‘I’ve had enough’: Officer's haunting videos before taking his own life

Yahoo News Staff
·3-min read

A police officer has shared his heartbreak and disenchantment about society and policing in the US before dramatically taking his own life outside the Louisiana police station where he worked.

Before deputy Clyde Kerr III took his own life outside the Lafayette Parish Sheriff’s Office on Monday (local time), he left haunting final words in a series of social media videos that have since gone viral.

The 43-year-old father and military veteran lamented the existence of widespread police brutality against African Americans and dire mental health issues among those in uniform.

He expounded about increasing division in society and the violence that plagues many US cities, which often sees young minority children exposed to murder.

Kerr delivered emotional diatribes before reportedly taking his own life. Source: YouTube/Facebook
Officer Clyde Kerr delivered emotional diatribes before taking his own life. Source: YouTube/Facebook

At one point, he said he struggles to explain the death of George Floyd to his son. Floyd was killed at the hands of four Minnesota officers last last year, sparking nationwide social unrest.

Citing other deaths of Black people at the hands of police, he said: “If this feels right to you as a person, then something is wrong with you.

“This is the furthest thing from right. This is a manner of wickedness ... Ya’ll are radicalising people and then when they buck and they want to come against the system because it’s not for them, then you come down on them with a hammer.”

In videos, now circulating on Facebook and YouTube, he hinted at his impending suicide and articulated his struggle to reconcile his identity as a Black man with his chosen profession.

“You have no idea how hard it is to put a uniform on in this day and age with everything that’s going on,” he said in one video.

“My entire life has been in the service of other people,” said Kerr. “Y’all entrust me to safeguard your little ones, your small ones, the thing that’s most precious to you, and I did that well. I passed security clearance in the military … but that has allowed me to see the inner workings of things.”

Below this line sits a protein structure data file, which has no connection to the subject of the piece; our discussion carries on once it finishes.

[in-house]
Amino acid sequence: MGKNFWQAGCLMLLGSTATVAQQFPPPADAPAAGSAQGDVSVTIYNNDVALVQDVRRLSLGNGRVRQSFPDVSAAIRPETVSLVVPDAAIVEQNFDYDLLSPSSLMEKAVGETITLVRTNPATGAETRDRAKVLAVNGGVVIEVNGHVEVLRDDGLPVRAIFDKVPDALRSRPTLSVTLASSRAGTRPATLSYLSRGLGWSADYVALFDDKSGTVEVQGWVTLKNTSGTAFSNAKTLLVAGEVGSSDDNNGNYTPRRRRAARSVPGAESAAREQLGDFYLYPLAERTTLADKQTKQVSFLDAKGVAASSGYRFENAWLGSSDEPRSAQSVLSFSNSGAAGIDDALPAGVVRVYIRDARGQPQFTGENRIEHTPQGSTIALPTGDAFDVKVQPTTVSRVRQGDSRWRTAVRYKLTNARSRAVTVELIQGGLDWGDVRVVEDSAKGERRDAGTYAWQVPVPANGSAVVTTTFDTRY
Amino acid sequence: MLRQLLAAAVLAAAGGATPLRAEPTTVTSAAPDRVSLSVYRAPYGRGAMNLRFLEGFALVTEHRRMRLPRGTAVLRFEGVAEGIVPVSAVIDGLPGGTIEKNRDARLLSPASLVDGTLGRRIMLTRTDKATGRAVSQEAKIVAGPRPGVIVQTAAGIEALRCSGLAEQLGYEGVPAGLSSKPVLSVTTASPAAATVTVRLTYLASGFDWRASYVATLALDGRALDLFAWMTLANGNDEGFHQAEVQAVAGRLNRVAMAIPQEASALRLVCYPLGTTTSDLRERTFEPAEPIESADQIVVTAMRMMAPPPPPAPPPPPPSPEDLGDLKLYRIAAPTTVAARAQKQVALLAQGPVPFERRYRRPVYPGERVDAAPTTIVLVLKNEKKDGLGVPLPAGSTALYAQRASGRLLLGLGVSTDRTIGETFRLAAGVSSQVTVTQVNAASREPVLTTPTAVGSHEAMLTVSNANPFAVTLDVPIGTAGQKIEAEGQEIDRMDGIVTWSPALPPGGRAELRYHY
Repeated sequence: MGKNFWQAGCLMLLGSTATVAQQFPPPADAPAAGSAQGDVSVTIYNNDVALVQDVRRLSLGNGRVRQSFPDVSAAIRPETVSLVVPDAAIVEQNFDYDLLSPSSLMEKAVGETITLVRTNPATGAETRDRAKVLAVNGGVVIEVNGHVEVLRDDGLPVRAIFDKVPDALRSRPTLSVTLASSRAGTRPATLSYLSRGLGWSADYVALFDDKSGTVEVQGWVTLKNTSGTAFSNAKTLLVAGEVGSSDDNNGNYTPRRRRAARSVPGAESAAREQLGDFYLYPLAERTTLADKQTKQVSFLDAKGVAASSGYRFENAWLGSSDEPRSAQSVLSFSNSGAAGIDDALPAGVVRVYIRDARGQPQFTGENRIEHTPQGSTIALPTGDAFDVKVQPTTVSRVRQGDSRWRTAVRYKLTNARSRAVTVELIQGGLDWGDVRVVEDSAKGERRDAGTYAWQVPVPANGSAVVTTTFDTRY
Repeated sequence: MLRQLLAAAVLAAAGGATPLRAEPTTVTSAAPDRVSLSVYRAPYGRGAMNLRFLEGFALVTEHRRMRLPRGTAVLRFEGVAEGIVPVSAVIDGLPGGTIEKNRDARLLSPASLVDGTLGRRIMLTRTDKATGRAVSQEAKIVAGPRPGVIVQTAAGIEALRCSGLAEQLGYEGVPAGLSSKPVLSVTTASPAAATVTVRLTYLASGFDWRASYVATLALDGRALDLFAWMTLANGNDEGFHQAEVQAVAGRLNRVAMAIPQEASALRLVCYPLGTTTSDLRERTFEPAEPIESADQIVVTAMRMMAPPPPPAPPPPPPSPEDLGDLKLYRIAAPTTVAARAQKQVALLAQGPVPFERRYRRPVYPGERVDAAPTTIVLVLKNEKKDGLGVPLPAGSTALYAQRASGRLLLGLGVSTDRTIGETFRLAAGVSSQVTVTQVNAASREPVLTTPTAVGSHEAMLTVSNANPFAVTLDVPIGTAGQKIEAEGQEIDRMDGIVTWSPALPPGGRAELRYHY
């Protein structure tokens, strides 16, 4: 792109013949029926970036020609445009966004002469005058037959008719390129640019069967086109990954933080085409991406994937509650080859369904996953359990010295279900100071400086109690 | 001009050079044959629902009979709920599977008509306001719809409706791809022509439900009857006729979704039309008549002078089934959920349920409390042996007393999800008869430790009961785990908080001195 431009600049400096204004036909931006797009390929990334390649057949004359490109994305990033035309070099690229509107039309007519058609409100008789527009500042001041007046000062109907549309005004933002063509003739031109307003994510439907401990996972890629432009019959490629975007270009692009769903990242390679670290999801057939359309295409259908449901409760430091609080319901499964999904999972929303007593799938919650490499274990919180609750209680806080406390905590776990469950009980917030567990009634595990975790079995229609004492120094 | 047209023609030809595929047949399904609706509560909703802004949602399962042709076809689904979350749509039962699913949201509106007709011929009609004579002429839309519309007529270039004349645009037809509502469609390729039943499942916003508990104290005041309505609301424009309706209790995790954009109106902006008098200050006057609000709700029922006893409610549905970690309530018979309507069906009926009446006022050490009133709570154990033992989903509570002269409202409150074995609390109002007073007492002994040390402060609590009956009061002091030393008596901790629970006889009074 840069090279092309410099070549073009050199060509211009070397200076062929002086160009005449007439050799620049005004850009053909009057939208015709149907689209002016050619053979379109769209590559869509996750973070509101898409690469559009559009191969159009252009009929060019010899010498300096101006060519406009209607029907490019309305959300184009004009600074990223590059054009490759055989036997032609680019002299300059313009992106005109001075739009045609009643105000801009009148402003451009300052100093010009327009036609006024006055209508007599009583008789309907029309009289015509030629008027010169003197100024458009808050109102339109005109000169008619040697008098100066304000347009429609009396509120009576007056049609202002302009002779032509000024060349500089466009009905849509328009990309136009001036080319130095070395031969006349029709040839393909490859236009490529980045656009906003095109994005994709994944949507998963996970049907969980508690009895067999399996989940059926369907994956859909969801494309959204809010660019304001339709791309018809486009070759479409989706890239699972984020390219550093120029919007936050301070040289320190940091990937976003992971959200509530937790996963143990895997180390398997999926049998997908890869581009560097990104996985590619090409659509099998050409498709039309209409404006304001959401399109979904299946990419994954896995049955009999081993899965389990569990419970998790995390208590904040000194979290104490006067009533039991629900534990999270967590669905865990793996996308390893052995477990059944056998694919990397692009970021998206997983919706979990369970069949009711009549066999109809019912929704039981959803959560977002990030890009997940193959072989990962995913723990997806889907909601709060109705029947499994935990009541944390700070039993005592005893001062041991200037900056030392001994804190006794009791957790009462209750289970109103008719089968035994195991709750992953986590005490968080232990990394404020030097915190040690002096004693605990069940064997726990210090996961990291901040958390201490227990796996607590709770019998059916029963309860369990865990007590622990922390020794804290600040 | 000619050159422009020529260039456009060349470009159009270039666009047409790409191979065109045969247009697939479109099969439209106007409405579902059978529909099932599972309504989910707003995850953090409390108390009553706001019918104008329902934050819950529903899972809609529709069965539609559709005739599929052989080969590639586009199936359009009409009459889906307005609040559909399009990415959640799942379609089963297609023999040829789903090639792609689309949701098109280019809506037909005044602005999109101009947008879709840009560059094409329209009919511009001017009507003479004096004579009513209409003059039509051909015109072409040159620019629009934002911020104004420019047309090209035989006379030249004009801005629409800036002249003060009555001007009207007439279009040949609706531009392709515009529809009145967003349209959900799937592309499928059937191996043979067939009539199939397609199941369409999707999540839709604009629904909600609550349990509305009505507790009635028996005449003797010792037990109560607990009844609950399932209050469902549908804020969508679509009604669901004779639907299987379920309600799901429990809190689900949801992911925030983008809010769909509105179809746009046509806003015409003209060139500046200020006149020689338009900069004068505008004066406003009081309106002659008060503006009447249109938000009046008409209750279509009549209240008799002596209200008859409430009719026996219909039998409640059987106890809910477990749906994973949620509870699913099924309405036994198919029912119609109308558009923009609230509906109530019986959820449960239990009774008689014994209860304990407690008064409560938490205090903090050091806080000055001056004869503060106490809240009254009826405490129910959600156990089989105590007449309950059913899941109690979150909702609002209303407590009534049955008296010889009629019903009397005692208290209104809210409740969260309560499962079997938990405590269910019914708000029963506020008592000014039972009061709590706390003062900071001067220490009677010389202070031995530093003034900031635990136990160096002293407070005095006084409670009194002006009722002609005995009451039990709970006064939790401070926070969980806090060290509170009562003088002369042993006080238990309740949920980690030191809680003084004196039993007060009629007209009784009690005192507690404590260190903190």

In one clip, a despondent Kerr simply says: “I’ve had enough.”

A 2019 study, published in the Proceedings of the National Academy of Sciences, estimated that black men have a 1 in 1,000 chance of being killed by police during their lifetimes. That’s 2.5 times the odds for a non-Hispanic white man, the authors found.

According to KADN, Lafayette Parish Sheriff's Office deputy said the station was mourning the loss of one of its own, in a statement this week.

“The Lafayette Parish Sheriff’s Office is mourning the loss of one of its own.

“Deputy Clyde Kerr began his service with the sheriff's office in June of 2015. He has served as a deputy on patrol, a member of the swat team and a school resource officer,” it said.

Sheriff Mark Garber released a statement saying: “My heart goes out to Deputy Kerr, his immediate family and to all of the brothers and sisters he has at the sheriff’s office, as we all grieve.”

Online, the tragic news reinvigorated calls for more to be done to improve racial justice, policing practices and mental health support for first responders in the country.

Readers seeking support and information about suicide prevention can contact Beyond Blue on 1300 22 4636, Lifeline on 13 11 14 or Suicide Call Back Service on 1300 659 467.

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